A common question that we get is what is the difference between Product Owners (POs) and Product Managers? From a Disciplined Agile (DA) perspective, it’s a matter of strategy vs. tactics:
We Need to Collaborate
As you can see in the following diagram, the role of Product Manager is different, yet overlapping, with that of a Product Owner (PO). The PO will spend the majority of their time on tactical activities, including working with the team to communicate stakeholder needs to them and working with stakeholders to elicit and prioritize their needs. The Product Manager, on the other hand, spends most of their time on more strategic issues, collaborating closely with customers (and potential customers) to identify their potential needs.
There is clearly overlap between strategic, long-term thinking and tactical, short-term implementation. Product Owners are responsible for the Product Backlog in Scrum, what Disciplined Agile DAD (DAD) teams might refer to as a Work Item List or in the case of teams who have adopted one of the lean lifecycles a Work Item Pool, and some of the items in the backlog/list/pool might be several months away from being implemented (if ever). In Figure 1, these are items that fall into the yellow or red timing areas, or even the grey area. Product Managers, being responsible for strategic thinking, will be focused on high-level outcomes or themes for the product. They may even be focused on more concrete, yet still high level, epics or features. So we see overlap in the Product Manager’s high-level strategic focus and the Product Owner’s tactical focus, indicating the need for collaboration between the two roles so that the tactical decisions reflect the overall strategy, and the overall strategy is informed by the realities faced on the ground by the delivery team.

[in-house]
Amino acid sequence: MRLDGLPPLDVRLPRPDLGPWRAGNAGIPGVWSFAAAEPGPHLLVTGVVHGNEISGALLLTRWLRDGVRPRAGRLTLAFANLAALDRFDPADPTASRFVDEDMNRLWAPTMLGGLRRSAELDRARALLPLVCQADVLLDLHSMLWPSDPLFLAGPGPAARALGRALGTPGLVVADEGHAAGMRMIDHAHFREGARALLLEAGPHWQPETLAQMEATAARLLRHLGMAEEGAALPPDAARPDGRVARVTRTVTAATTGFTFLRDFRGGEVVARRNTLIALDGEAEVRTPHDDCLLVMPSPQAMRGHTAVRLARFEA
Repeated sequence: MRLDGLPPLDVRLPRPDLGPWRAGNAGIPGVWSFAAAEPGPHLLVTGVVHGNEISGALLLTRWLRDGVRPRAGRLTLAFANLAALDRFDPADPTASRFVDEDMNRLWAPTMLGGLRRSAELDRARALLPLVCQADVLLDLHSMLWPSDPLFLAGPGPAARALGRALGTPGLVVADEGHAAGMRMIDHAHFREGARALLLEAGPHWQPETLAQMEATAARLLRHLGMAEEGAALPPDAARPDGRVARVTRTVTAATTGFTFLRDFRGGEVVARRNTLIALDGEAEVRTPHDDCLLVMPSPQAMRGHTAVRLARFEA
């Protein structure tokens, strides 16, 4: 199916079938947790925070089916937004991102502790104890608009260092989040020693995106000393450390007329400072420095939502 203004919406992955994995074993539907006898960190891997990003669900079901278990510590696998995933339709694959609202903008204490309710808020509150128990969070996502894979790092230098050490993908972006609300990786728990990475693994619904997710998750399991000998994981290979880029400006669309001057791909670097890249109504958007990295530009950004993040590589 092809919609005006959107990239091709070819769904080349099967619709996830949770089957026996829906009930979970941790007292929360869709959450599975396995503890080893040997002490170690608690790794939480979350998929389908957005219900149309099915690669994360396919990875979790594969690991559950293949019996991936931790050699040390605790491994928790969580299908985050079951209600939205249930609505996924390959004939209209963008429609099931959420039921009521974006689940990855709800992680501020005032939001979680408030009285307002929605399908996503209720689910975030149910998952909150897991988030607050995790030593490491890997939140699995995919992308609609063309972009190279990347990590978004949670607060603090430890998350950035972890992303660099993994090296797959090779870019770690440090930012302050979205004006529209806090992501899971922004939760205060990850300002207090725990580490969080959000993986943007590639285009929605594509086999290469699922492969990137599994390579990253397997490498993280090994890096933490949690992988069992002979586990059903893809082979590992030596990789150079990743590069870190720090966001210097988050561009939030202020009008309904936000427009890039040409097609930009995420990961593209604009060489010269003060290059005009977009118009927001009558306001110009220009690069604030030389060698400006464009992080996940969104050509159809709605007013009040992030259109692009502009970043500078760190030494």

Please note that the timing of “short term” and “long term” will vary by product. In the case of Figure 1 the long-term planning horizon is around the three month point (where the diagram shifts from yellow to red). That’s just an example, from one team. We’ve worked with some teams where the long-term planning horizon was anything more than a month. We’ve also worked with other teams where the long-term planning horizon was closer to a year (they’ve since shortened that considerably).
Shouldn’t Product Owners Also Address Strategic Issues?
Here are a few thoughts to help answer this question:
Being a Product Manager is an interesting and exciting role. We hope that this blog has been valuable for you.
The term minimal viable product (MVP) has achieved buzzword status in recent times and I’m now hearing people throwing around the term MVP almost on a daily basis. Sometimes they’re using it correctly but many times they aren’t. Frankly it’s driving me nuts.
The issue is that it’s common for people to say MVP when they are actually talking about a minimal marketable feature (MMF), a minimal marketable product (MMP), or even a minimal marketable release (MMR). As you can see, these terms are very similar to one another so we shouldn’t be surprised that there’s a bit of confusion around them. So let’s try to clear things up.
First, Some Definitions